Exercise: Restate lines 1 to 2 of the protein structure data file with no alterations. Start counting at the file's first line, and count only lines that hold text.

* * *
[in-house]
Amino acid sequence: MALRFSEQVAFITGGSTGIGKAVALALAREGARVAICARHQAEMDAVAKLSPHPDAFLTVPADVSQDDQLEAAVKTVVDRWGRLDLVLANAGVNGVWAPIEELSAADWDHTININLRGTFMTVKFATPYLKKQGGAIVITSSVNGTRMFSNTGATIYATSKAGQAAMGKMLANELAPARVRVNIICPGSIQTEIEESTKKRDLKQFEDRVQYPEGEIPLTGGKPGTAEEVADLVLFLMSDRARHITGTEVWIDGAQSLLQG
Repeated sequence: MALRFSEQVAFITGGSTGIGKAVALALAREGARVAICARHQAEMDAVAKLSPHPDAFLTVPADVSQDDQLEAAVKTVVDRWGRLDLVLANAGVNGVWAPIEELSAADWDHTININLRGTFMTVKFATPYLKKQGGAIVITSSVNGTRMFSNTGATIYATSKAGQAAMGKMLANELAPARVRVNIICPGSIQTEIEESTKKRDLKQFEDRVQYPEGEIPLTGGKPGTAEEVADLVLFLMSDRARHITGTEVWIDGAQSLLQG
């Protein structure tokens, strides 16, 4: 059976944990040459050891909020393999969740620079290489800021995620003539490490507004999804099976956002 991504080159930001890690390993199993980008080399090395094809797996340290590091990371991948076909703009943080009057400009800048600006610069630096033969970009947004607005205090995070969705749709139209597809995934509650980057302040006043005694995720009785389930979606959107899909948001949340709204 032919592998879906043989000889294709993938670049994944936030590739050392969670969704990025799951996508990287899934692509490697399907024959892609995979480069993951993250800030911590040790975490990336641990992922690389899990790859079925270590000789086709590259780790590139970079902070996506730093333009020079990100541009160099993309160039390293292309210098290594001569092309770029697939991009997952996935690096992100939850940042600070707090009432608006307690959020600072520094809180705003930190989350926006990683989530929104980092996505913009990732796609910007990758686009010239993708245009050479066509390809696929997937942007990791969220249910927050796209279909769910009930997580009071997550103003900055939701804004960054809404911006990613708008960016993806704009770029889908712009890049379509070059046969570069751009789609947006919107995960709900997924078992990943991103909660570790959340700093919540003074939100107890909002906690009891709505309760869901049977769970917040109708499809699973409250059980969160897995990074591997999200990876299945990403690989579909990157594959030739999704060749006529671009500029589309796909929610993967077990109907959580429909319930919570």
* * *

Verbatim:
[in-house]
Amino acid sequence: MALRFSEQVAFITGGSTGIGKAVALALAREGARVAICARHQAEMDAVAKLSPHPDAFLTVPADVSQDDQLEAAVKTVVDRWGRLDLVLANAGVNGVWAPIEELSAADWDHTININLRGTFMTVKFATPYLKKQGGAIVITSSVNGTRMFSNTGATIYATSKAGQAAMGKMLANELAPARVRVNIICPGSIQTEIEESTKKRDLKQFEDRVQYPEGEIPLTGGKPGTAEEVADLVLFLMSDRARHITGTEVWIDGAQSLLQG